When Wicked Is Both Good And Sinful

Jazz, Neoli and I agreed to meet Sunday after lunch at McDonald’s Philcoa. The destination: late lunch at Wicked Kitchen in Maginhawa then drop off the children’s books for the Yolanda Book Drive at Haduraw Pizza. The sweltering heat of the afternoon sun could not sway us from the lure of gastronomic delights. We know our priorities.

Image source: pinayads.com

Image source: pinayads.com

From Philcoa, we took a tricycle to Maginhawa and would have easily missed Wicked since the resto was situated on the third floor of a mostly restaurant-occupied building. At the ground floor is Breakfast Table, a breakfast all day shop with a gorgeous blue door. We kind of promised, before we headed to Wicked, to sample their food some other time.

Neoli and I in front of Breakfast Table Photo by Jazz Braganza

Neoli and I in front of Breakfast Table
Photo by Jazz Braganza

Wicked lies unassumingly at the third floor beside a spa. No fancy store signs. The interior borders on minimalist with black and red as the motif, black and red walls with a few unpainted concrete ones. Wicked loves mason jars. They hang them as lamps and use them for cocktails. Mason jars are pretty.


If you’re snarky, this wall will remind you to tone it down a bit with its positivity.


Same thing with the bathroom wall.


Anyway, going back to the food, we ordered rice bowls because we were famished but we shared only one dessert. Sorry to disappoint those who were expecting this to be a thorough review, we didn’t order a variety of dishes. We didn’t go there planning to write a review but rather, to satisfy our tummies. As I said, priorities set. Besides, we were kind of hoping we could still have pizza and beer at Handuraw after.

Crunchy Bagoong Rice

Crunchy Bagoong Rice

I ordered Crunchy Bagoong Rice (P152.00), their bestseller. I was surprised that the food was not stir fried. Instead, it was boiled rice topped with bagoong (shrimp paste), which was just the right amount of salty, green mango sticks and crunchy liempo bits. The green mangoes and bagoong is a classic combo. I’m not fond of pork but the liempo wasn’t bad either. It would have been better if the bagoong was spicy to enhance the flavors. But no worries, they have hot sauce you can douse your food with.

Spicy Mongolian Rice

Spicy Mongolian Rice

Jazz ordered Mongolian Rice (P175), which is rice topped with chicken, squid and fresh vegetables tossed in Mongolian sauce. It tasted good, just like the usual Mongolian food in other restos. Hah! Again, this tastes better with hot sauce.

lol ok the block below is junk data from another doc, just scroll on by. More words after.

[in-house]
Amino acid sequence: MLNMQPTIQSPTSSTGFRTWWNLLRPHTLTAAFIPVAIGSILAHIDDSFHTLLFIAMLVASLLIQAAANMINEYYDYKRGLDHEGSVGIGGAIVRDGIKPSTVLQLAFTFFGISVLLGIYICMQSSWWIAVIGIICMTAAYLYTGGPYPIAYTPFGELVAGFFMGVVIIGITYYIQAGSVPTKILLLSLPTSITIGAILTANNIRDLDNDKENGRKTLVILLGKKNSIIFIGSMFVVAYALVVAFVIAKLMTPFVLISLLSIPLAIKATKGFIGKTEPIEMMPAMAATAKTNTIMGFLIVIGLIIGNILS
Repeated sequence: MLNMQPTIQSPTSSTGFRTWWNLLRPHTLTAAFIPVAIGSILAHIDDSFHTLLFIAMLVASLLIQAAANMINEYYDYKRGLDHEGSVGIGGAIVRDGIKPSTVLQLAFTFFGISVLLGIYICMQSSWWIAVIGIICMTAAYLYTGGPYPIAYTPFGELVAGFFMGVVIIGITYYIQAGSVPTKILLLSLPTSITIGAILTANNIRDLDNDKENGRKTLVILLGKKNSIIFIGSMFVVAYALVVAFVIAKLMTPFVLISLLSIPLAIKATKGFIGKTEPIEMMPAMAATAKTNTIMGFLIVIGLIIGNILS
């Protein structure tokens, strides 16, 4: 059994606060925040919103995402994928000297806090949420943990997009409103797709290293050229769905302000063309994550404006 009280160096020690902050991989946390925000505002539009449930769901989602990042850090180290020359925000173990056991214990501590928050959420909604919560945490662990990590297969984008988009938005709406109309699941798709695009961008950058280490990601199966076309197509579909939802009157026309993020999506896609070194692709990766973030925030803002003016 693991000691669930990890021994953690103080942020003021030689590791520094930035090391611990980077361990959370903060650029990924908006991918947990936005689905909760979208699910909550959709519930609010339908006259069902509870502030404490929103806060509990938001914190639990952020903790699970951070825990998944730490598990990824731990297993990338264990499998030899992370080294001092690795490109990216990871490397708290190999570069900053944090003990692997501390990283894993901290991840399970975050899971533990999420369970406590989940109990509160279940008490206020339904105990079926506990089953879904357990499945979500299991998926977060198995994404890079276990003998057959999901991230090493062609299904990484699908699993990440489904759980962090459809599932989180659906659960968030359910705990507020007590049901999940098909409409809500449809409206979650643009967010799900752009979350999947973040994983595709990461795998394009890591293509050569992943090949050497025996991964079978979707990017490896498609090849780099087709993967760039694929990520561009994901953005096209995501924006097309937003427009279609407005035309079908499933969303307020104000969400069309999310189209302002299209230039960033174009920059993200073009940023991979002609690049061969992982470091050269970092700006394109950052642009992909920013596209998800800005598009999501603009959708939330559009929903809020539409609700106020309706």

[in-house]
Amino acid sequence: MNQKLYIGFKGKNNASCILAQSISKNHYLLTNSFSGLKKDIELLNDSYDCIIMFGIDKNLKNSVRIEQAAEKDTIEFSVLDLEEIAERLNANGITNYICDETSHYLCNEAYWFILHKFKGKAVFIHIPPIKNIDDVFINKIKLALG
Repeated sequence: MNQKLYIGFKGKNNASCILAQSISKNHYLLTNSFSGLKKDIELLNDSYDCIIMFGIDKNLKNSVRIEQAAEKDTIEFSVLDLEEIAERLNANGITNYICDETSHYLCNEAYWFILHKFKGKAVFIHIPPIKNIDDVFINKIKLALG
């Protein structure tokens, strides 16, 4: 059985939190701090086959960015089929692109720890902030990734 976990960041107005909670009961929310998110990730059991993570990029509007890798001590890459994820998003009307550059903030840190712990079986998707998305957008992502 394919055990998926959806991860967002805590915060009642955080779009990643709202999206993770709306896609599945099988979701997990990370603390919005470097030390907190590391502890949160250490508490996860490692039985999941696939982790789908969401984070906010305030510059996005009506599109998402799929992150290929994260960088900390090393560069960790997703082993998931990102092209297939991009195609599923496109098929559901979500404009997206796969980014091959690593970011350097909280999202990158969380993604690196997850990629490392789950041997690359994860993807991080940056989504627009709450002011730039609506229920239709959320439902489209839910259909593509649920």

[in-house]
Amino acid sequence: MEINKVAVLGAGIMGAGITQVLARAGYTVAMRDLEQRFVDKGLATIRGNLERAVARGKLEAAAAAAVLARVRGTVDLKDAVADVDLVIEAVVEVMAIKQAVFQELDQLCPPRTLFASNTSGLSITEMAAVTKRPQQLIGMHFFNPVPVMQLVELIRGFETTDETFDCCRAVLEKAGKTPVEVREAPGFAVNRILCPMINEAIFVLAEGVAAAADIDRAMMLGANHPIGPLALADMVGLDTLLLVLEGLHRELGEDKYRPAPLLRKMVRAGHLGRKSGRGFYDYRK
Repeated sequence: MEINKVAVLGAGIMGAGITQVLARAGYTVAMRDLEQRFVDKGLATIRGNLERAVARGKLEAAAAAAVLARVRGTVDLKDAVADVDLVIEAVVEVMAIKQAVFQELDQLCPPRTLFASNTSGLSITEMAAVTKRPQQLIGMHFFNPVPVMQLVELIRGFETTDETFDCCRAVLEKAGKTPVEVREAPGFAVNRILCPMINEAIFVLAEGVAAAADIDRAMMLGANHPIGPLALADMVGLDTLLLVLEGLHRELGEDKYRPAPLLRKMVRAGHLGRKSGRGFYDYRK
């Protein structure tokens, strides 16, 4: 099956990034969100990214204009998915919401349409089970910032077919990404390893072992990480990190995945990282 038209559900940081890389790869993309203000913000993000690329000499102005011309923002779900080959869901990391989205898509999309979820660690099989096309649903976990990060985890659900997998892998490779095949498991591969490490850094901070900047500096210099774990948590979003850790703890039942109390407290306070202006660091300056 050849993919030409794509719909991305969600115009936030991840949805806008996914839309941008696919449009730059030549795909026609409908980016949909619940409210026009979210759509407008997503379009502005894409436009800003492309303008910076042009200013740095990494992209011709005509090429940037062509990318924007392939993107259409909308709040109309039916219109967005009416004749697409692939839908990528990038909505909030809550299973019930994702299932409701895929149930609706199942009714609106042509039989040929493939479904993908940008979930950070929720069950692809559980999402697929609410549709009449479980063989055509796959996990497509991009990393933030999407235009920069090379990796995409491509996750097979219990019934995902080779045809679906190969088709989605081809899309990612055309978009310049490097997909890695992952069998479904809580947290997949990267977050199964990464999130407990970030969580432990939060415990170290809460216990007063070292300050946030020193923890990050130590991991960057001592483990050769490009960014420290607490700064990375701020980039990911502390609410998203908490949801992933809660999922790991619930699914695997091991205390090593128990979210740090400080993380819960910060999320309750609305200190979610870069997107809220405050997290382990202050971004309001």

I thought Neoli had Kimchi Rice because that’s what I remember from his bowl, the kimchi. But when I checked the menu while I was writing this, there was no Kimchi rice. They have Bulgogi rice, which was the only Korean food on the menu so maybe it was what he ordered. I didn’t get to taste his food because he said he has colds and I could get infected. Or he could just be not in the mood to share.

Wrath: Mango crepe with vanilla and spicy Nutella

Wrath: Mango crepe with vanilla and spicy Nutella

We capped the meal with one of the deadly sins: Wrath. Yes, they named their desserts after the seven deadly sins because, yeah, they’re supposedly sinfully good. Well, we only had wrath and it was good. Wrath is a mango crepe with vanilla ice cream and spicy nutella. The tragedy is that Nutella loses its spiciness in the midst of the ice cream and the crepe. But here’s what we discovered, a very important learning we will carry on in life: you can put hot sauce on vanilla ice cream and then voila, vanilla transforms into an explosion in your mouth. You may try it, too, with other ice cream flavors.

The ghosts of Neoli and a server roam the resto.

The ghosts of Neoli and a server roam the resto.

Overall, food was filling and worth the price. The staff are attentive and ever so helpful. Or it could also be that at 3 in the afternoon on a sleepy Sunday, we were the only patrons so they didn’t have much choice but to be there at our beck and call.

Judgement is nothing too special but place is really nice. Definitely coming back to try other dishes and sample the other sins. By the way, don’t forget to check out their bathroom even if you don’t need to go. They have wickedly sweet messages there for you.